In this paper, C. Alejandra Elenes proposes ways to implement the goals of border/transformative pedagogies in classroom practices in order to deal with the multiplicity of ideologies present in educational settings. The theorization and discussion presented is based on the sometimes tense relationships between Chicana faculty and White women students. Border/transformative pedagogy incorporates as social practices the construction of knowledge(s) capable of analyzing conflicts over meaning. This pedagogy is concerned with the elimination of racial, gender, class, and sexual orientation hierarchies by decentralizing hegemonic practices that places at the center of cultural practices a homogeneous belief in US society that has marginalized the cultural practices of people of color, women, and gays and lesbians. Thus, it can be viewed as liberatory by students who agree with those goals, and oppressive for students with more conservative leanings. Based on Gloria Anzaldua’s conceptualization of mestiza consciousness, border/transformative pedagogies propose ways in which we can enact a practice where students and teachers participate, and that tries to undo dualistic thinking. Thus, this paper, which is based on classroom observations and analysis of student evaluations, is self-reflexive. Particular emphasis is placed on finding ways to be able to bring multiple ideologies and points of view to classroom discussion in ways that productive discourse is enabled. The discussion also centers on the contradictions present in classrooms that seek to be liberatory to the goals of democracy. Finally, the paper discusses ways in which women of color faculty can deal with racism existing in many contemporary educational settings.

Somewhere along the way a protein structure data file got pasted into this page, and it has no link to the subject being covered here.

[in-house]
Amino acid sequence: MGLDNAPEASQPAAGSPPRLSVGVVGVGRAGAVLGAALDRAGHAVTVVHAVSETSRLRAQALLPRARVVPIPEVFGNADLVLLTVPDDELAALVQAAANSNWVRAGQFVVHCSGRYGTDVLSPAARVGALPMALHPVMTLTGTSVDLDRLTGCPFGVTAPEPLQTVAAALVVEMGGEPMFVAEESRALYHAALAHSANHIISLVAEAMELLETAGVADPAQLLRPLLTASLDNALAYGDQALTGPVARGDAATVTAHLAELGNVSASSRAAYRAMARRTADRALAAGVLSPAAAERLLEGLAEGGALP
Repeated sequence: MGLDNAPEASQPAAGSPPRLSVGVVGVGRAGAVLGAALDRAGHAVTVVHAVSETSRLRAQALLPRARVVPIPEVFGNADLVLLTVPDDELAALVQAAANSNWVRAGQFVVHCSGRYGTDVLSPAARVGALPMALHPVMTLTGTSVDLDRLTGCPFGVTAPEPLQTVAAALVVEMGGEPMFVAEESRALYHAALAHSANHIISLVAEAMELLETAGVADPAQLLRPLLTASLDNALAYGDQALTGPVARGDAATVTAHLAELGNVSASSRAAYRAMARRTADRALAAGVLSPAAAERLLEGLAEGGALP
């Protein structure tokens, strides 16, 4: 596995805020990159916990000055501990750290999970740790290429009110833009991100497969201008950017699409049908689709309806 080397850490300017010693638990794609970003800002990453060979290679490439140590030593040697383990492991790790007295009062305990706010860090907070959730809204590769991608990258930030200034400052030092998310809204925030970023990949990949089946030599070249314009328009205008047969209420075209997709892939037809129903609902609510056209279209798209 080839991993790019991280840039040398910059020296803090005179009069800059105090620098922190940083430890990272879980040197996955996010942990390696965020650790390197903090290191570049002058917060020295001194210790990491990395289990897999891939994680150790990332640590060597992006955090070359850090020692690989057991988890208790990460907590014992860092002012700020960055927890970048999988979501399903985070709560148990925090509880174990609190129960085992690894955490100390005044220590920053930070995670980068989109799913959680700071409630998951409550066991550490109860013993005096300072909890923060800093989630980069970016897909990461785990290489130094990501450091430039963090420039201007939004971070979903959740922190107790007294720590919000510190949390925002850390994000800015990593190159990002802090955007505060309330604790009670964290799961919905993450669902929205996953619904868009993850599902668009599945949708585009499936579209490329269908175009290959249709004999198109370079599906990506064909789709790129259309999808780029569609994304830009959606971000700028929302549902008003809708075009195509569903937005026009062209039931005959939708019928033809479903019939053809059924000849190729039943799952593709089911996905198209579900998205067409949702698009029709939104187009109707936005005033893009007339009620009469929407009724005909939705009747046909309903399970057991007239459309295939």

|Original language||English (US)|
|Number of pages||14|
|Journal||International Journal of Qualitative Studies in Education|
|State||Published - Sep 2001|
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